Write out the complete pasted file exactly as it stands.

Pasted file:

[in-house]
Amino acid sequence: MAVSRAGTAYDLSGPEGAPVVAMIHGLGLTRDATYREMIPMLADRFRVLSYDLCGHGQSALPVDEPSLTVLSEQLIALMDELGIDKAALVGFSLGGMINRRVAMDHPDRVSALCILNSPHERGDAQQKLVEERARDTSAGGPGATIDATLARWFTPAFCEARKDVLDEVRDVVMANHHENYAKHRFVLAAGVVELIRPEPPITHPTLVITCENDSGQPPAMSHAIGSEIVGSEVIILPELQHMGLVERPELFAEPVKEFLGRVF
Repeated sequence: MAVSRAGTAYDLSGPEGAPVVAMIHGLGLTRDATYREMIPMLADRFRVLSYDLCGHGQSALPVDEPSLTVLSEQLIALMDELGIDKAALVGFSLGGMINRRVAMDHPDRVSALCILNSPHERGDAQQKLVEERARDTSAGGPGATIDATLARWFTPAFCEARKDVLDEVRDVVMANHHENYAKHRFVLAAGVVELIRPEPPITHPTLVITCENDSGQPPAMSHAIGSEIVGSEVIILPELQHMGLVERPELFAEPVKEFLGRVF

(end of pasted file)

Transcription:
[in-house]
Amino acid sequence: MAVSRAGTAYDLSGPEGAPVVAMIHGLGLTRDATYREMIPMLADRFRVLSYDLCGHGQSALPVDEPSLTVLSEQLIALMDELGIDKAALVGFSLGGMINRRVAMDHPDRVSALCILNSPHERGDAQQKLVEERARDTSAGGPGATIDATLARWFTPAFCEARKDVLDEVRDVVMANHHENYAKHRFVLAAGVVELIRPEPPITHPTLVITCENDSGQPPAMSHAIGSEIVGSEVIILPELQHMGLVERPELFAEPVKEFLGRVF
Repeated sequence: MAVSRAGTAYDLSGPEGAPVVAMIHGLGLTRDATYREMIPMLADRFRVLSYDLCGHGQSALPVDEPSLTVLSEQLIALMDELGIDKAALVGFSLGGMINRRVAMDHPDRVSALCILNSPHERGDAQQKLVEERARDTSAGGPGATIDATLARWFTPAFCEARKDVLDEVRDVVMANHHENYAKHRFVLAAGVVELIRPEPPITHPTLVITCENDSGQPPAMSHAIGSEIVGSEVIILPELQHMGLVERPELFAEPVKEFLGRVF